The single most powerful silver bullet marketing tool musicals have.
So much has changed in our industry . . . and yet nothing has changed.
A recent NY Times article heralded the success of a startup musical called Treason. Treason has never been on Broadway, and only recently had a full production.
Yet, they’ve amassed a massive amount of fans. How do they know? By adding up Instagram followers or analyzing Facebook shares? That’s one way.
But a better way to determine whether you have “true fans” or just lurkers . . . is by counting the number of streams.
According to The Times, the tunes to Treason have been streamed more than a million times in 96 countries.
Those streams helped sell out two live concerts in London.
And now, Treason is on a 27-week tour which lands at The Palladium, one of The West End’s biggest venues.
But this isn’t the first time music has lit the fuse on a show’s success.
The article mentions how the music of Six propelled that unlikely hit into a world-wide phenomenon.
The article does NOT mention how Be More Chill got to Broadway on its mega-streams and rabid fan base.
Or what about Hadestown.
Or even Waitress. Sara Bareilles sang those “Songs From Waitress” at her concerts a full year before her curtain went up.
Music has been a recent catalyst for a lot of show’s getting to a stage.
But I can’t help but go back further . . . to the most successful writer the theater has ever had. And while there was no Instagram or TikTok to help spread this dude’s music, he went about building his buzz the same way.
Andrew Lloyd Webber released “concept” albums of Jesus Christ Superstar and even Evita before the shows ever hit the stage.
The music spread through old fashioned channels (including some radio play) and the shows started their runs “warm” instead of facing a cold audience that knew nothing about them.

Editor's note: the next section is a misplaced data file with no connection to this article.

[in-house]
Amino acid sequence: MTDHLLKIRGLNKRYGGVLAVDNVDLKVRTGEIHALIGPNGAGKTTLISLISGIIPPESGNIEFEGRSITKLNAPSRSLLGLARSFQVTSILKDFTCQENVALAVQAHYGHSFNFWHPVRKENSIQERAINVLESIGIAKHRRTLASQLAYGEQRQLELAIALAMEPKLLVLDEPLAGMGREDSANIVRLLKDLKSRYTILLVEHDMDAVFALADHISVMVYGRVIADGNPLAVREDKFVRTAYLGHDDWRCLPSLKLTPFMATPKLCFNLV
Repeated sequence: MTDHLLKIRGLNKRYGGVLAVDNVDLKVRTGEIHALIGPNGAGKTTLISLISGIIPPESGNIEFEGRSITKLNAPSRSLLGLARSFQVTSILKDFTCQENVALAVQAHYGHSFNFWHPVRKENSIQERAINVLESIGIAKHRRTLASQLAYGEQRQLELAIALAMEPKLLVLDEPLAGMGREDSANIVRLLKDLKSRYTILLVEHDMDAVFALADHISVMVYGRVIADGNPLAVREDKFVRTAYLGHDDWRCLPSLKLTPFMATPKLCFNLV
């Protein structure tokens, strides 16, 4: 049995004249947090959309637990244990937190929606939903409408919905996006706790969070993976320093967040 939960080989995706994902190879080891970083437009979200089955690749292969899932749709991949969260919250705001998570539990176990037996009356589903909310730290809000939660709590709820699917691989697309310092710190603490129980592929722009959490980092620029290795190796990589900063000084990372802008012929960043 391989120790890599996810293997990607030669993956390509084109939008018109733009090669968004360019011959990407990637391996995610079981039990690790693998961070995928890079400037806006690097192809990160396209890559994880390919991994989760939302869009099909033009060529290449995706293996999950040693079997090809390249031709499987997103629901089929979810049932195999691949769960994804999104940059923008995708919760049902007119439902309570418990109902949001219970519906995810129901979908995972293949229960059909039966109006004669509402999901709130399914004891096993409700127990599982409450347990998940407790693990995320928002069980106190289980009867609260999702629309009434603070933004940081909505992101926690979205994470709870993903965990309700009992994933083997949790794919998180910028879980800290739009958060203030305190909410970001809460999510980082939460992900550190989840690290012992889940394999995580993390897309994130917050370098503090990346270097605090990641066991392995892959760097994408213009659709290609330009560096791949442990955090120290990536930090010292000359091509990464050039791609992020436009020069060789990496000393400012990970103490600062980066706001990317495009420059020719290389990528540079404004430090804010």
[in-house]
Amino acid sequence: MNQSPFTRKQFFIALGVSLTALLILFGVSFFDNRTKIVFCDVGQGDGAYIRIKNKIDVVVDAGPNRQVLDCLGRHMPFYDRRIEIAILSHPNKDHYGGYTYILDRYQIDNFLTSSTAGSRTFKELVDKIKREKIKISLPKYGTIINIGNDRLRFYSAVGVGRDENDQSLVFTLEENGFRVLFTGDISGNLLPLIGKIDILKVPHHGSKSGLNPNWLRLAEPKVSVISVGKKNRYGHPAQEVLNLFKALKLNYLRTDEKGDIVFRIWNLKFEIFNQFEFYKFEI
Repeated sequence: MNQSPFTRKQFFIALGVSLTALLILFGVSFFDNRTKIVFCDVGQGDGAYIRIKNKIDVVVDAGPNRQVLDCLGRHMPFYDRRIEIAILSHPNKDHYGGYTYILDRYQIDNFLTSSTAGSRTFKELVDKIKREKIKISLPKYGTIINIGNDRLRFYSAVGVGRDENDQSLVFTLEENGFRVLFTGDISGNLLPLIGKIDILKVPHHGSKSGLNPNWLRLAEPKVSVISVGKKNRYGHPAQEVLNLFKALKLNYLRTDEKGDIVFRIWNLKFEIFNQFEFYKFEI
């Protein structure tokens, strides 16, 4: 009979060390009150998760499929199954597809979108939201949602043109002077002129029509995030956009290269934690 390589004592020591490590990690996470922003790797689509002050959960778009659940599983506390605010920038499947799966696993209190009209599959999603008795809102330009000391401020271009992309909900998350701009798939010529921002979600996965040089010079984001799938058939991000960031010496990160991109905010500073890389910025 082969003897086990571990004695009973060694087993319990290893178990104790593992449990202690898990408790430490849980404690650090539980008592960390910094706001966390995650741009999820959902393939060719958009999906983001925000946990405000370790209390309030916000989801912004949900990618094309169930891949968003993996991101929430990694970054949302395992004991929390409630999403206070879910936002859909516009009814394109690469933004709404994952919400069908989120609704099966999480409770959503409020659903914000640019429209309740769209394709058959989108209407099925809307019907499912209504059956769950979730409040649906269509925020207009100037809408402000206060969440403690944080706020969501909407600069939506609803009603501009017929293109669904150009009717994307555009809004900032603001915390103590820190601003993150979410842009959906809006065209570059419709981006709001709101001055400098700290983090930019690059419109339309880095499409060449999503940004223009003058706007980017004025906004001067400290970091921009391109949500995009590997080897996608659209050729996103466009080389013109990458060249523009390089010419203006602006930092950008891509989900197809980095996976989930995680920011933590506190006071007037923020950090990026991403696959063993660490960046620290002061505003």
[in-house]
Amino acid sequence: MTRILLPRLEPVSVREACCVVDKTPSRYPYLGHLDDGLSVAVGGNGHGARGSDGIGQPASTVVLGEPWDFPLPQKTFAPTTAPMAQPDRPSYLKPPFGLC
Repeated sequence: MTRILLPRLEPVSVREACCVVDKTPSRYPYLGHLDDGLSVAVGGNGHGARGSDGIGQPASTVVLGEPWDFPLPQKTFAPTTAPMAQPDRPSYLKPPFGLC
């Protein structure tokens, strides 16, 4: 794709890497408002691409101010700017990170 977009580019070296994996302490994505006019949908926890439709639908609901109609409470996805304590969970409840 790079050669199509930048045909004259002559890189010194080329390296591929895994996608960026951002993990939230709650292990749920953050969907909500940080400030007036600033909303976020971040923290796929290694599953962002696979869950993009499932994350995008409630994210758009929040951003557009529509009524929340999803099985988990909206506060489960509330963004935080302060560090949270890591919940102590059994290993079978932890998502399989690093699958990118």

In a way, these early releases of albums are a version of an out-of-town tryout. You may not get the creative feedback on the entire show, but you sure do get it for the music. And you build a buzz at the same time.
That’s why . . . still . . . Music is the most important, effective and downright nuclear-like marketing tool that a musical has.
Because it gets shows to Broadway.
But . . . it can’t guarantee success. Even ALW has some unbelievable scores to shows that weren’t commercial successes. And what about Sondheim. Or hey – how many of you have listened to the umpteen recordings of Chess and asked, “Why isn’t this still running?”
A great musical requires a great story underneath that score, or the show won’t last, even though the music will.
But if you’re looking for a way to market your musical, whether it’s about to open (we released the recordings to both Harmony and A Beautiful Noise before we opened), or whether you are hoping it’ll one day find its way to a stage, get your music out early.
Marketing your music has worked for decades and it’ll keep working for as long as . . . well . . . as long as there is music.
On June 30th, A Beautiful Noise will play its final…
Ken created one of the first Broadway podcasts, recording over 250 episodes over 7 years. It features interviews with A-listers in the theater about how they “made it”, including 2 Pulitzer Prize Winners, 7 Academy Award Winners and 76 Tony Award winners. Notable guests include Pasek & Paul, Kenny Leon, Lynn Ahrens and more.